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Can an algorithm help us collaborate?

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Can an algorithm help us collaborate?

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Earlier this week I spoke with Shane Mitchell, formerly of Cisco and due to speak at the upcoming Smartworking Summit, about the future of work, and how this might affect our organizations, and indeed our society.  Much of the chat centred around the desires of employees (nay people) to do work they enjoy, and whether commuting to an office was the best way to enable that.

There has been a lot of talk about clusters and the role of them in encouraging innovation, with much of this talk focusing on the supposedly serendipitous encounters you will have when surrounded by interesting people.  It’s the reason Yahoo! et al have demanded employees return to the office rather than work remotely, and the reason for projects such as the Stevenage Bioscience Catalyst.  It’s why so many of us spend large sums attending conferences and other networking events, all in the hope that we’ll have the kind of encounter that will make it all worthwhile.

A new paper sets out to explore whether there is not a better way of doing it.  The researchers asked attendees at a science conference to document their expertise, which of the other attendees they knew, and topic areas they were interested in learning more about.  This information was then compiled and used to construct two rounds of speed networking, with an algorithm used to match up delegates that could be of interest to one another.

The networking session was divided into two rounds.  The first round matched participants with peers that were relatively far from themselves, both in terms of their place in the social network of other delegates, and in their relative expertise.  The second round also paired up people far from each other in network terms, but were much more aligned in terms of their expertise in that they had skills the other person wanted to learn.

So, basically, it was designed to make useful connections between delegates by matching up people that wouldn’t ordinarily know each other, but would hopefully gain from doing so.  Sounds simple doesn’t it?  When delegates were surveyed after the conference, their responses were very positive, with over 50% of delegates announcing potential new collaborations emerging from the networking sessions.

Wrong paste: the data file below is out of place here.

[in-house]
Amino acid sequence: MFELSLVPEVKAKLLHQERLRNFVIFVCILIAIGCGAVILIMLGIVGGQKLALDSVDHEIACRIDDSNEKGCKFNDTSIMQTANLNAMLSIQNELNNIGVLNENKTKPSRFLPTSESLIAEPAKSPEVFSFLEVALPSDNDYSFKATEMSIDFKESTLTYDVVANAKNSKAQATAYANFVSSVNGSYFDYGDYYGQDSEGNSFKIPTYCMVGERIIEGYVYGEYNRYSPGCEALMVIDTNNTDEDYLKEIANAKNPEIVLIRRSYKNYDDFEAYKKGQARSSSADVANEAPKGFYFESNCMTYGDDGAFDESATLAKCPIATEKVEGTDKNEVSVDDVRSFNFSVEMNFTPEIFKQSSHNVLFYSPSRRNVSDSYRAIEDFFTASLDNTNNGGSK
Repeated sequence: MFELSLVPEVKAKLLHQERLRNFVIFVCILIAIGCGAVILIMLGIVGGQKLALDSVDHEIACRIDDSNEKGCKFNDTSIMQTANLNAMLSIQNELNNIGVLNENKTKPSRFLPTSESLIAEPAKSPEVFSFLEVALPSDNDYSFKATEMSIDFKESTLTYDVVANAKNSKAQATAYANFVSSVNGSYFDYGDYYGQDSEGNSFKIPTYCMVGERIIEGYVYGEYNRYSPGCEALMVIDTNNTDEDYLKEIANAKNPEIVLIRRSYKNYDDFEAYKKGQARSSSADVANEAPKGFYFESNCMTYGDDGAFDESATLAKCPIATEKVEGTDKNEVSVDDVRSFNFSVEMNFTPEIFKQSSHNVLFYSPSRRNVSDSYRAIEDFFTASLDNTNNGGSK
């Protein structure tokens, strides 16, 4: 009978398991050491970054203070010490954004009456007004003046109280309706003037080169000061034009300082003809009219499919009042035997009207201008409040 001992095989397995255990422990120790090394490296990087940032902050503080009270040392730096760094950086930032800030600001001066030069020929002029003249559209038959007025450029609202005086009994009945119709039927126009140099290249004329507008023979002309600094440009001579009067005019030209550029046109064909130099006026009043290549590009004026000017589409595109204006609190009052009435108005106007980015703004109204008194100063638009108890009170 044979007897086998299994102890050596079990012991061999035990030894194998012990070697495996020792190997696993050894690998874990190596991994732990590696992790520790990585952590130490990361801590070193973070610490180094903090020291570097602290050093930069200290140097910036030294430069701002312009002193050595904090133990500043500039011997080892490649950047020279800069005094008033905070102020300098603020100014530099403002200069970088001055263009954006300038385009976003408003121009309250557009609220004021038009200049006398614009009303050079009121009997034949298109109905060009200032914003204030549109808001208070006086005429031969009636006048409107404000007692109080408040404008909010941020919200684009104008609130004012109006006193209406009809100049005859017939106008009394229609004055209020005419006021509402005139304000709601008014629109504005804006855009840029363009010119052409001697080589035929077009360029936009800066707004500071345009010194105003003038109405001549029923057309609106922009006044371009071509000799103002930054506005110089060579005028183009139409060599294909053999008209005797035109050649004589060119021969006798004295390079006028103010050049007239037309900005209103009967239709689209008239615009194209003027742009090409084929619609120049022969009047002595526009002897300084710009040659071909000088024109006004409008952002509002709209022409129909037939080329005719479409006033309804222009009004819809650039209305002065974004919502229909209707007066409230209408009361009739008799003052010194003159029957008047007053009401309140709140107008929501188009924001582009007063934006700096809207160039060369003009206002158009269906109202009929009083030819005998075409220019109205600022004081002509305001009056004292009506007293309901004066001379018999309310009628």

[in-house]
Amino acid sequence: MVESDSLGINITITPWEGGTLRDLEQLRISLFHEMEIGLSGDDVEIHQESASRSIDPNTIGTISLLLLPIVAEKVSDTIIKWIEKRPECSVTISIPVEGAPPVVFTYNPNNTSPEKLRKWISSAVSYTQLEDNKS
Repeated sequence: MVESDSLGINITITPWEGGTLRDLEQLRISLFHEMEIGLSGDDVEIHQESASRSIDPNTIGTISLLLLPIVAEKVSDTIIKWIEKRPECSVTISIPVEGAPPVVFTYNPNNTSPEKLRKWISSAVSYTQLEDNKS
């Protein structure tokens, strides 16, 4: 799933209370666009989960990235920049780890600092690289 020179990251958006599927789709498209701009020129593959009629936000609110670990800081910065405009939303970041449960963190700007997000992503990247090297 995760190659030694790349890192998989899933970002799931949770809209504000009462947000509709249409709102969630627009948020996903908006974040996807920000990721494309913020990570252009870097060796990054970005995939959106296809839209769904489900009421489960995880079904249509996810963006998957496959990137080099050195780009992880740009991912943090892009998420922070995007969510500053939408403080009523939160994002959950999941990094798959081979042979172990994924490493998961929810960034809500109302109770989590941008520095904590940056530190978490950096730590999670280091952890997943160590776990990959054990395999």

That such an approach is being tested is perhaps not that surprising.  After all, similar fields such as dating have rapidly moved over to an algorithmic approach, with people flocking to dating websites for help finding Mr or Mrs Right.  It seems a natural progression for networking events and conferences to take a similar approach.

What of the workplace however?  We’ve seen ideas such as LunchRoulette applied in the workplace, whereby random employees are paired up for a lunch ‘date’, in the hope that it will spark some serendipitous splendour.  It doesn’t seem beyond the realms of possibility for spiders to hoover up all of the digital content produced within a company and suggest colleagues that we could benefit from getting in touch with.

Suffice to say, relying purely on a computer to do this kind of match making for us is probably not ideal, but there is a great deal of trust being placed at the moment in the ability of chance to spark creativity.  Whilst those fortuitous connections do undoubtedly occur, it seems only sensible to try and help that process along where possible.

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